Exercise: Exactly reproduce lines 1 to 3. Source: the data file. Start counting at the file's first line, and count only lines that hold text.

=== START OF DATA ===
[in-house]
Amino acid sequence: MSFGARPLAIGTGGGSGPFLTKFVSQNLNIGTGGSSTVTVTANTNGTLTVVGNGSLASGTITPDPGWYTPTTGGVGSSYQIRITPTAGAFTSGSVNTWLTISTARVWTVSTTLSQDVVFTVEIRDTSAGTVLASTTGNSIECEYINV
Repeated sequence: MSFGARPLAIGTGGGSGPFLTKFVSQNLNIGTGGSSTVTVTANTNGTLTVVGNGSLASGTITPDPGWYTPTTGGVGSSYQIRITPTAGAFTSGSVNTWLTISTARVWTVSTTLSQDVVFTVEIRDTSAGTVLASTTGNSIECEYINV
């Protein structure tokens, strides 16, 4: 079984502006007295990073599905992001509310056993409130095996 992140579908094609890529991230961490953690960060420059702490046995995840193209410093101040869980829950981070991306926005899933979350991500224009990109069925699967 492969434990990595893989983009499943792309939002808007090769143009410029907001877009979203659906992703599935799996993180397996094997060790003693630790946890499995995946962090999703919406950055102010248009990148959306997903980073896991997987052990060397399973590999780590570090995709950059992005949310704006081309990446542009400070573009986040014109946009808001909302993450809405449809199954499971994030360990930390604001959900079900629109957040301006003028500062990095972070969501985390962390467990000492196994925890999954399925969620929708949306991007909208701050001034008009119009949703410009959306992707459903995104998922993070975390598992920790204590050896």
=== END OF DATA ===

[in-house]
Amino acid sequence: MSFGARPLAIGTGGGSGPFLTKFVSQNLNIGTGGSSTVTVTANTNGTLTVVGNGSLASGTITPDPGWYTPTTGGVGSSYQIRITPTAGAFTSGSVNTWLTISTARVWTVSTTLSQDVVFTVEIRDTSAGTVLASTTGNSIECEYINV
Repeated sequence: MSFGARPLAIGTGGGSGPFLTKFVSQNLNIGTGGSSTVTVTANTNGTLTVVGNGSLASGTITPDPGWYTPTTGGVGSSYQIRITPTAGAFTSGSVNTWLTISTARVWTVSTTLSQDVVFTVEIRDTSAGTVLASTTGNSIECEYINV